The navy has also laid claim to missiles. The first missile developed for the navy is the Dhanush, a variant of the Prithvi missile that was to be fired from a ship. Since the first test in April 2000, the launches have failed (PTI 2002). The missile has a range of 350 km with a payload of 500 kg (Special Correspondent 2007). The second naval missile is the Sagarika, also called the K-15, with a range of 700 km. Perhaps because of the difficulties with the initial Dhanush test, the first four Sagarika launches were kept a secret; only the successful fifth test in February 2008 was publicly announced (Subramanian 2008). The scale and complexity of the missile program has helped to drive a burgeoning military-industrial complex that brings together the Defence Research and Development Organisation, government laboratories, public sector and private companies, and universities. The Agni-3 project, for example, has involved over 250 firms, several research laboratories, and academic institutions (Gilani 2007; Rediff 2008).


Pakistan has developed three types of ballistic missiles that are considered capable of delivering a nuclear warhead (Norris and Kristensen 2007). These are the Ghaznavi, Shaheen, and Ghauri.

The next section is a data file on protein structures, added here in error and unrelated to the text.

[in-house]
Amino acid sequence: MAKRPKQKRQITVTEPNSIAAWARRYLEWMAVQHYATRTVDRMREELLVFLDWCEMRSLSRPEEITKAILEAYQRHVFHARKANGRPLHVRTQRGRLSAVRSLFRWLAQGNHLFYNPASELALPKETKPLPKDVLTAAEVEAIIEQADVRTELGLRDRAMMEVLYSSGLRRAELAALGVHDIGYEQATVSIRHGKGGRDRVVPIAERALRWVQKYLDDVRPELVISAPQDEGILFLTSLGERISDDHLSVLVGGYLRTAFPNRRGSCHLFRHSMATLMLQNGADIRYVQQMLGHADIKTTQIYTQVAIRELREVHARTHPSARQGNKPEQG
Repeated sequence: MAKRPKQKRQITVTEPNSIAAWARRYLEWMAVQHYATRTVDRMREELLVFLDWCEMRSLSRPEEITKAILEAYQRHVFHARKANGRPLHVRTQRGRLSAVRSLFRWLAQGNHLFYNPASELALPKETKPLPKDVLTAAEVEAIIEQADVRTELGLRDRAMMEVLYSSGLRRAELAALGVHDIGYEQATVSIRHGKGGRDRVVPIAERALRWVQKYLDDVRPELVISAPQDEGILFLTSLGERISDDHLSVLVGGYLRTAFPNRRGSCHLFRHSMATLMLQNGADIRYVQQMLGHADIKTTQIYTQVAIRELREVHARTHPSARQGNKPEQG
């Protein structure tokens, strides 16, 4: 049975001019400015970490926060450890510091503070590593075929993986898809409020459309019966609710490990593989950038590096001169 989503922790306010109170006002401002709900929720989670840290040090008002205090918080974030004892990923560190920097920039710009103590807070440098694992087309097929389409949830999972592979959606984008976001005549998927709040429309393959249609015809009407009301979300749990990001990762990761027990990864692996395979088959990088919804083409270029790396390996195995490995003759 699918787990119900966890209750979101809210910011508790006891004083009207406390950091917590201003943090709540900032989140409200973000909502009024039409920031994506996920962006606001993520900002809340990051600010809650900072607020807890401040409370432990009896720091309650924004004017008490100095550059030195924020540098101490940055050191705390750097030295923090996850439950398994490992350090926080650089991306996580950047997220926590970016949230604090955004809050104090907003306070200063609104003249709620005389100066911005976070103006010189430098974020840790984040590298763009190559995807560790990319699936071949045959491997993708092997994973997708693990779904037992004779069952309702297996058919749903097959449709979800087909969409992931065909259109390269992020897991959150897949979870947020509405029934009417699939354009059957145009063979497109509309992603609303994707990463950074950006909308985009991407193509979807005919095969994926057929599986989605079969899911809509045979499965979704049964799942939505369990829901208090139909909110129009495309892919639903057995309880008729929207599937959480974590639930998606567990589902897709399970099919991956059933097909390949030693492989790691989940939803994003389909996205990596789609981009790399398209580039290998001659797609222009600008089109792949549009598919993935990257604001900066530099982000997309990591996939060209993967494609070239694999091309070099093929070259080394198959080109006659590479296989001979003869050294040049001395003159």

A Shaheen missile.

Though the short-range Ghaznavi was said to have entered service in 2004, it was only in 2006 that it was declared ready for operations. The solid-fueled Shaheen comes in two varieties, a short-range Shaheen-1 and a medium-range Shaheen-2. The latter was flight tested on February 23, 2007, to a range of 2,000 km. The liquid-fueled Ghauri, derived from a North Korean missile, was first tested in April 1998, a month before the nuclear weapon tests. Recent Pakistani missile tests have been carried out by the various strategic missile groups (each equipped with a particular type of missile) of the army’s strategic force command and are described as “field exercises.” The 1,300 km-range Ghauri missile and the 700 km-range Shaheen-1 were tested by the army strategic force command in 2006. The first test launch of the Shaheen-2 missile by an army strategic missile group was carried out in April 2008 (AP 2008).

Pakistan has also developed a 500 km range cruise missile, the Babur, which has been described as “low-flying, terrain-hugging missile with high manoeuvrability, pinpoint accuracy, and radar-avoidance features” (Garwood 2006). The most recent test of this cruise missile, in May 2008, was described as “validating the design parameters of the weapon system” and implies the missile is still in the development phase (AFP 2008). Pakistan may eventually seek to arm its submarines with nuclear-capable cruise missiles.

Fuel for Bombs